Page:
Global cooling theories put scientists on guard
By Gerard Wynn
LONDON (Reuters) - A new study suggesting a possible lull in manmade global warming has raised fears of a reduced urgency to battle climate change.
The U.N. Intergovernmental Panel on Climate Change (IPCC), a group of hundreds of scientists, last year said global warming was "unequivocal" and that manmade greenhouse gas emissions were "very likely" part of the problem.
And while the study published in the journal Nature last week did not dispute manmade global warming, it did predict a cooling from recent average temperatures through 2015, as a result of a natural and temporary shift in ocean currents.
The IPCC predicted global temperature increases this century of 1.8 to 4 degrees Celsius.
So the Nature paper has sparked worries that briefly cooler temperatures may take the heat out of action to fight the threat of more droughts and floods, while a debate about the article's findings has also underlined uncertainty about such forecasting.
Most scientists oppose the minority that has used the present lull in warming to cast doubt on the size of threat from manmade global temperature rises.
"Let's say there wasn't much of a warming for the next 10 years, how will the public and politicians play this out?" said Bob Watson, former IPCC head and current chief scientific adviser to Britain's environment ministry.
He said it was important to explain that fluctuations were an expected part of a general, manmade warming trend.
"We need a group of scientists very carefully to evaluate that paper, do they agree, to what degree is there uncertainty, and then explain to the public and politicians what it means," he said.
Climate scientists agree that natural climate shifts, as the world's oceans suck up or spew out heat, could temporarily mask mankind's stoking of warming though year-on-year increases in greenhouse gas emissions.
In Bali in December, governments launched two-year climate talks to try to clinch a tougher successor to the existing Kyoto Protocol on global warming.
But worries about the impact on competitiveness by slowing carbon emissions -- by curbing the use of fossil fuels -- are already fraying those efforts. Russia said last week it would not dampen its economic growth.
The reaction to the Nature paper has underlined uncertainty about climate forecasting, as well as the fact that a minority of global warming doubters has not gone away.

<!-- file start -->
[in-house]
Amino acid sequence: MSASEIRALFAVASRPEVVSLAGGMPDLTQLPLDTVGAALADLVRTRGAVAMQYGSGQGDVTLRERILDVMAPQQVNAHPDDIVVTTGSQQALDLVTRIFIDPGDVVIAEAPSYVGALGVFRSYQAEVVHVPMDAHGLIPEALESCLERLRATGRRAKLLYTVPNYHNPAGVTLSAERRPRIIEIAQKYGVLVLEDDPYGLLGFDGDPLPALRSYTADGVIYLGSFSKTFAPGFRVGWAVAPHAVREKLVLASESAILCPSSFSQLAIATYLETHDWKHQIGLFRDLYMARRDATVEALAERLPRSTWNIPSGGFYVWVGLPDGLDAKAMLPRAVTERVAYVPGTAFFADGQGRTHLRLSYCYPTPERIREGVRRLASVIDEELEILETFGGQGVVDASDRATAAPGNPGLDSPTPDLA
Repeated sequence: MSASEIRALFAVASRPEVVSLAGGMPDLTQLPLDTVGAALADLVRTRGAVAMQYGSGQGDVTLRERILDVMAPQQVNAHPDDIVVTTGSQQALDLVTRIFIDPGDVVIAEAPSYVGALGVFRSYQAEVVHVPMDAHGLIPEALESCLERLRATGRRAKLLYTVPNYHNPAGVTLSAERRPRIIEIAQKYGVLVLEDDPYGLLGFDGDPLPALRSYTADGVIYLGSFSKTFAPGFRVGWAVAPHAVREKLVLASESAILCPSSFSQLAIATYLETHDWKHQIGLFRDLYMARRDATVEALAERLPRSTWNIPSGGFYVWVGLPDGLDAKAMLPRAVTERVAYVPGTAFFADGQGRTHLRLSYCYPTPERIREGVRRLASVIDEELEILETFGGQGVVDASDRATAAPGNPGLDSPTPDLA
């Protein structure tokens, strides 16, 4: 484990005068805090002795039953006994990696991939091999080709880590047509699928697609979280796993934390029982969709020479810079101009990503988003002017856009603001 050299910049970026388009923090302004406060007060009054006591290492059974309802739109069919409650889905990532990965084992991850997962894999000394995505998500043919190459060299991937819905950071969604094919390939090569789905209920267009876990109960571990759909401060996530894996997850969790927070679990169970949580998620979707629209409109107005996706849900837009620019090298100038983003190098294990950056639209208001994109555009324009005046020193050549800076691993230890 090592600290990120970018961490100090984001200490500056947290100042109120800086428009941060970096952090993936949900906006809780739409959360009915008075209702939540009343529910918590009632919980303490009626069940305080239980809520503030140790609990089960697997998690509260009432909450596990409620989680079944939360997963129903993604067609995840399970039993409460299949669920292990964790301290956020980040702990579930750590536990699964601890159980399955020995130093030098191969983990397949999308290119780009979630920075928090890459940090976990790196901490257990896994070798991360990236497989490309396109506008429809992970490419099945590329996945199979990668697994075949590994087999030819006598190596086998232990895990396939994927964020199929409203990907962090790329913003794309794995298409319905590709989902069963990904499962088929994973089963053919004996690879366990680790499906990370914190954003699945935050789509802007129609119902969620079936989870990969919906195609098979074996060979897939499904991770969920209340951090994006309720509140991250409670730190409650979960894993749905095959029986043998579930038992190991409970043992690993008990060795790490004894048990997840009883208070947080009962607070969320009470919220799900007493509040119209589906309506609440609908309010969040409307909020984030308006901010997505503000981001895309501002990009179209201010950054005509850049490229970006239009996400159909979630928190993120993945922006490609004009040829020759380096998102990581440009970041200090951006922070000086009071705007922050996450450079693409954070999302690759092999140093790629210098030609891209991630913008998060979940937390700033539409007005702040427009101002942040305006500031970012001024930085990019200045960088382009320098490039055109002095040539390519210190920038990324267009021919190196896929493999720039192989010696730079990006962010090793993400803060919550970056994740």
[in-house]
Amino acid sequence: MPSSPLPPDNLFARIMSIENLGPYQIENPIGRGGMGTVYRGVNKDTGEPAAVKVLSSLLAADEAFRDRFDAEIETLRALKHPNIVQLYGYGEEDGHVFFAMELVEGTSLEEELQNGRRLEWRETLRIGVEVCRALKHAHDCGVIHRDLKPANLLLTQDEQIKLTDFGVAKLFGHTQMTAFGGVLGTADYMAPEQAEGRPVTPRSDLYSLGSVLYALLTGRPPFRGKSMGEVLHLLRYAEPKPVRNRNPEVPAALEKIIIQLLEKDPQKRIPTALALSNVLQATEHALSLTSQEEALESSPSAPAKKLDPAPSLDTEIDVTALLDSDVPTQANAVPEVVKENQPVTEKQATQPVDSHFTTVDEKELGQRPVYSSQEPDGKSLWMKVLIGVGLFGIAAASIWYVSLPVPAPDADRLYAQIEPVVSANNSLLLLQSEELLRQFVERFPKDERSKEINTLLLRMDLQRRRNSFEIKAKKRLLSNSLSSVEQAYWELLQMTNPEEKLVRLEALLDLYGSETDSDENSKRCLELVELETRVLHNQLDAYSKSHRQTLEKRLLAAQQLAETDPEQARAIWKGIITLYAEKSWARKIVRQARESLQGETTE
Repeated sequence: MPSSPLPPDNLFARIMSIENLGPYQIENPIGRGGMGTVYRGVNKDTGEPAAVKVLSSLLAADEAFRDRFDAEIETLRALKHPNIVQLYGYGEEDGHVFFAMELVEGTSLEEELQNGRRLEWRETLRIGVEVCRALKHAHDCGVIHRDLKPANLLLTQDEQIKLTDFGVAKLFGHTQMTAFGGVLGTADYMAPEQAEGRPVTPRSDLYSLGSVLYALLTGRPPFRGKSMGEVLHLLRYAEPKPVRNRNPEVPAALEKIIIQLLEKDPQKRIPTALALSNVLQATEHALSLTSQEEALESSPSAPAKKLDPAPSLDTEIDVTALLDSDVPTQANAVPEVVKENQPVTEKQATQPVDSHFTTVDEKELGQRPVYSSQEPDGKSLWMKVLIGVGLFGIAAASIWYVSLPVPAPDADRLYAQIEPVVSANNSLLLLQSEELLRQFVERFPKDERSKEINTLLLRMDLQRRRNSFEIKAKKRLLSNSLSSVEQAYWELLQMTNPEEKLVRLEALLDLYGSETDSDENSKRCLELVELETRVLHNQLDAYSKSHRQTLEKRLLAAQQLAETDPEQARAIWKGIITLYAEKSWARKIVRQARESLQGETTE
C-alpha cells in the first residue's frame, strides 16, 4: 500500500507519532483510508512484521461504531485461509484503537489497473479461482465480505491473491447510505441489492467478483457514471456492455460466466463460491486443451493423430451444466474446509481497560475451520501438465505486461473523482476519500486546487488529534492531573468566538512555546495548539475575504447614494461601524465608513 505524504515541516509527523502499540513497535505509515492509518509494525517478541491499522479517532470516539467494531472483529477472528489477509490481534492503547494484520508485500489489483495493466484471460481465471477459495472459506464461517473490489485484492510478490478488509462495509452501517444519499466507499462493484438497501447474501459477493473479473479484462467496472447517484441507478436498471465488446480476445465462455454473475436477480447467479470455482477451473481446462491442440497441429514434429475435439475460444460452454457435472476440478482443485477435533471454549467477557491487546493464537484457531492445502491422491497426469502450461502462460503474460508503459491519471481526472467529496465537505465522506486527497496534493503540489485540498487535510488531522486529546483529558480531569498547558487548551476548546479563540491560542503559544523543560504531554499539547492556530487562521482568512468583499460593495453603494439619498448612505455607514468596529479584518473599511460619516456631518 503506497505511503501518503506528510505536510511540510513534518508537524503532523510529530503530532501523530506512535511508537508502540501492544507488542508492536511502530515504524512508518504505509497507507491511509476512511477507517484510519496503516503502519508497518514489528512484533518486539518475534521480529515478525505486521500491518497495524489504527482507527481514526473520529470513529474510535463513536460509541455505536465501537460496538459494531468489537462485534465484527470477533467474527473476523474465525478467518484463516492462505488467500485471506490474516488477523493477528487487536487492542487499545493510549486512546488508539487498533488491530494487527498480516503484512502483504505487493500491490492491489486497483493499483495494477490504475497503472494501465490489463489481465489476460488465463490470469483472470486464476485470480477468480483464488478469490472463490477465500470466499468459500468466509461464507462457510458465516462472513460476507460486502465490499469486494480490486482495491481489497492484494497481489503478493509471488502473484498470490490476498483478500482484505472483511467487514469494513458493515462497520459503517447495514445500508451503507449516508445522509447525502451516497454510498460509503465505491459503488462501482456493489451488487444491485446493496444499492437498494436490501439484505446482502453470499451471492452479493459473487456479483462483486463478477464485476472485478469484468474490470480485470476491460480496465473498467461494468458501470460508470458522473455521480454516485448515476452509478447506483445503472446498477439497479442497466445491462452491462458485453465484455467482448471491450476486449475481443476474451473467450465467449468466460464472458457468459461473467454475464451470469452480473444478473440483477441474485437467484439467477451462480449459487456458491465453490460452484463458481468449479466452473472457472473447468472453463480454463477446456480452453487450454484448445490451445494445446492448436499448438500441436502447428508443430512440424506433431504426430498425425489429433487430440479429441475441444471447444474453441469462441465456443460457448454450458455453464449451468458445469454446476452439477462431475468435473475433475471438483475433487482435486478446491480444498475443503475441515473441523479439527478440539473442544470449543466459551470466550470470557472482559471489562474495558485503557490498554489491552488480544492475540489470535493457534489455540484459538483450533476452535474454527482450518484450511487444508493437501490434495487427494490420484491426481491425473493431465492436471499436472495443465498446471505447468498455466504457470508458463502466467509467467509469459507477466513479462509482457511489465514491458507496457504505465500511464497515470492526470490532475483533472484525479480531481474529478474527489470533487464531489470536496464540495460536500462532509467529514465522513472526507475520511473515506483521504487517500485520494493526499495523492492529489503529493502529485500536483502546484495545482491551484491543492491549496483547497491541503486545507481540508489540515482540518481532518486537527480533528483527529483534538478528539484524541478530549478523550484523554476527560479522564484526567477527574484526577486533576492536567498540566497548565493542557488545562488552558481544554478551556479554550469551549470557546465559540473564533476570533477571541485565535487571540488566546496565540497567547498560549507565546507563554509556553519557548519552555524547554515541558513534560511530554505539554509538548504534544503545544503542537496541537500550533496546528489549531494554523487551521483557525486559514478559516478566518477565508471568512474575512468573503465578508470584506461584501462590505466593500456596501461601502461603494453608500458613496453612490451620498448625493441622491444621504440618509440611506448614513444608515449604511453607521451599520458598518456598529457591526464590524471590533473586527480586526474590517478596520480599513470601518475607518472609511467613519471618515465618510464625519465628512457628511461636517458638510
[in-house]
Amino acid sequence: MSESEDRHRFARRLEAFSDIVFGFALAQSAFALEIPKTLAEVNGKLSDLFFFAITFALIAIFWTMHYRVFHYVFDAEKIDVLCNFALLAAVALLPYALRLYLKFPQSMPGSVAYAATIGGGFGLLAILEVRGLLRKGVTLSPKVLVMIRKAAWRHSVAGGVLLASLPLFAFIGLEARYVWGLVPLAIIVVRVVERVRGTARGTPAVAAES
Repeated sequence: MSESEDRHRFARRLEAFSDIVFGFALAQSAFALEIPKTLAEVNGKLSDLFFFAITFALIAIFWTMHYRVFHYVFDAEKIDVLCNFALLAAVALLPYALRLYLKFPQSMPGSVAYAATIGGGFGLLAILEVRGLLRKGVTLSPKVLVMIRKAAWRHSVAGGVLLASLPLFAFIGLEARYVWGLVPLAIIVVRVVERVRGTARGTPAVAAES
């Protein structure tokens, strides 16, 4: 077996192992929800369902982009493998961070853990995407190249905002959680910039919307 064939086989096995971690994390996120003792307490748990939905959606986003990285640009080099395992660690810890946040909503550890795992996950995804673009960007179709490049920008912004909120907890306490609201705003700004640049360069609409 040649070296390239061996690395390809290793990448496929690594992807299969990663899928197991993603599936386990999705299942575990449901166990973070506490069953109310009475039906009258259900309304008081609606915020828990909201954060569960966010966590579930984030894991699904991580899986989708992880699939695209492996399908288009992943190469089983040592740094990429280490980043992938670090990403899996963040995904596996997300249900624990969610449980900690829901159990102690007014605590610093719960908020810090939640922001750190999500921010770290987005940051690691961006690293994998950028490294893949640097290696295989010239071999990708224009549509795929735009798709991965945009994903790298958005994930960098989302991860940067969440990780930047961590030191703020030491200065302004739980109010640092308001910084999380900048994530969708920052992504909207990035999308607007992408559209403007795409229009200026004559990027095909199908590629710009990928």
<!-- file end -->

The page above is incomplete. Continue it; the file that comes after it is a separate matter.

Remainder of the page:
Britain's Met Office Hadley Centre is sticking to its forecasts made last year that half of the five years after 2009 would "quite likely" be the hottest on record, partly due to manmade warming.
Meanwhile six climate scientists offered on Thursday to bet 5,000 euros ($7,730) that the Nature article's forecast of cooling or no warming globally from 2000-2015 was wrong.
"We think not -- and we are prepared to bet serious money on this," say the scientists, led by Stefan Rahmstorf, professor of physics of the oceans at Germany's Potsdam Institute for Climate Impact Research, in a comment posted at http://realclimate.org/
The original Nature article's lead author, Leibniz Institute's Noel Keenlyside, acknowledged on Friday that recent data showed much more warming that he had forecast through 2007, but stood by a "stabilization" of temperatures from 2005-2015.
He blamed shifts in ocean currents and temperatures, thought also to be the cause of the plateau in temperatures since 1998.
Gary Yohe, climate scientist at Wesleyan University in Connecticut, said that opponents of tougher action on global warming in the United States had seized on the Nature report as a sign that climate change was slowing down.
Bjorn Lomborg, the Danish author of "The Skeptical Environmentalist," said a slowdown in warming might help governments focus on smarter, long-term solutions rather than being panicked into action.